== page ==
Lesson: We all have off days or get stressed stepping out of the room or speaking in hushed tones about certain topics out of fear for the children is probably not necessary (if it’s for your comfort, that’s fine of course). Model having a bad day! Model talking about issues on your mind with fellow facilitators. Model positive and direct communication. Model having and acknowledging your feelings!
ALC Oahu was very good about taking feedback about tools and practices in the space with the kids and making them visible through tools like the Change Up meeting. This feedback was adapted into the culture expertly.
Making visible feedback between staff wasn’t quite as good. I think it’s harder for us adults to make the time to honor reflection around our shared work. This is especially true when it comes to interpersonal awarenesses.
Lesson: Creating a healthy culture where feedback can be shared isn’t just for the kids, it is important for staff and other adult community members. Be sure to create and honor patterns that help make this kind of feedback visible.
ALC Oahu did such a good job with facilitation. The trips were amazing, the connections to community wisdom and support really made for some incredible offerings.
Lesson: Having authentic connections to the greater community and inviting their participation is so important to creating a rich environment where magic can happen.
Good levels of support which sometimes slips too far into instruction/direction. More trust in children and their ability to fail.
The support between facilitators and kids was really inspiring. Getting to know the kids in the space and helping them find ways to explore their interests lead to some amazing activities and happy kids at ALC Oahu.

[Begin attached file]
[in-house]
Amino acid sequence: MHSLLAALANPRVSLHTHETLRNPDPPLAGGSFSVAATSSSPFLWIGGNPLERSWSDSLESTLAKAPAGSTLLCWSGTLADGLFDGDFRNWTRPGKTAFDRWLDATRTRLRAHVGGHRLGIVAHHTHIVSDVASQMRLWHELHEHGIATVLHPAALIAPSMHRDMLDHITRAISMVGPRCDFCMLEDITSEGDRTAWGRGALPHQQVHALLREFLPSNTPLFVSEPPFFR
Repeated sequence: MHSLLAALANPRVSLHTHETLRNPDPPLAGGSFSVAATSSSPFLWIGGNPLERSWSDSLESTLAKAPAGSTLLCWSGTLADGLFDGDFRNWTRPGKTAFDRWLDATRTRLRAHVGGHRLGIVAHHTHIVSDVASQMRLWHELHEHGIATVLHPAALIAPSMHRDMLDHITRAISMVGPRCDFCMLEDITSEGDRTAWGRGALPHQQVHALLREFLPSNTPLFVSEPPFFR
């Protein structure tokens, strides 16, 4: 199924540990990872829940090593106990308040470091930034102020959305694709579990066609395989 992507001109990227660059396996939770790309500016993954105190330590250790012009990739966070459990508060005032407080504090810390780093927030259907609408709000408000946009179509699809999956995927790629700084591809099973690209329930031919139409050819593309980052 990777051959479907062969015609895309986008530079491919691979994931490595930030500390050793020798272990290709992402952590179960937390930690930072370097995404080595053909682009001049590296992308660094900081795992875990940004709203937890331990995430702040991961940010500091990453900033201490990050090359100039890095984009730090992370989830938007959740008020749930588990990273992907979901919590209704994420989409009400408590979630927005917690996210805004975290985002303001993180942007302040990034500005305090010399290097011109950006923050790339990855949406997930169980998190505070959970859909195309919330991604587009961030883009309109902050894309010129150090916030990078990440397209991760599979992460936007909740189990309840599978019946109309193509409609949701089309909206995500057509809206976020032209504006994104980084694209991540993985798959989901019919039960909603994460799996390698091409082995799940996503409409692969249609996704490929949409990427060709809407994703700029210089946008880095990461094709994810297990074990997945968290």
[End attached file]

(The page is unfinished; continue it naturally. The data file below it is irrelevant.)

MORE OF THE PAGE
I noticed that finding a balance between holding space for kids and instructing/directing them was challenging. I’d often catch myself solving problems for the kids rather than giving them space to try and potentially fail.
Lesson: Sometimes you can support someone by letting them try and fail on their own.
Respect each other’s time and space
It was interesting taking my New York City Time mindset and adjusting to “island time”. I had to learn to slow down and expect things to flow more naturally. This served as a great example of why our ALC tools and principles need to be flexible to fit the culture they are in rather than try and fit the culture to the tools.
Lesson: Go with the flow, be real about your expectations and what you can and can’t commit to.
Super sprinkles here, the relationship between the staff and kids was really lovely. More focus on the relationship between staff would have probably prevented some friction along the way.
Lesson: The relationship you have with your co-facilitators, staff, parents, and resource people can be just as important as the relationships you form with the kids. Investing time in making work relationships can keep things running smooth.
ALC Oahu had a great social media stream. Documentation was very good but it was rarely revisited. Simply commenting on a student’s blog post can really encourage reflection.
Sharing doesn’t have to be fancy or fit a particular method. I like to blog, Nina likes to Instagram, we do what feels best for each of us.
Lesson: Making shareable value is much easier when you do it in ways that are easy and comfortable for you. It’s better to have a platform you use rather than an empty one!
A saw a great multitude of learning styles in play in my time at ALC Oahu. Kid’s interests were supported often in very clever ways. For one of our beach trips we chose a location—with input from the kids—so we were near the airport because one of the kids was interested in plane spotting. Trips would often overlap in this way.
Lesson: By involving the kids in planning activities multiple styles of learning can emerge.
At ALC Oahu very safe space exists, I saw kids supported in a way that allowed them to push beyond their comfort zone and explore new ways of being. Safe space doesn’t only mean a reduction in hazard. It can also show us as holding kids so that they feel safe messing up without fear of ridicule or rejection.
Lesson: Creating safe spaces for kids can give them the confidence to push their own boundaries.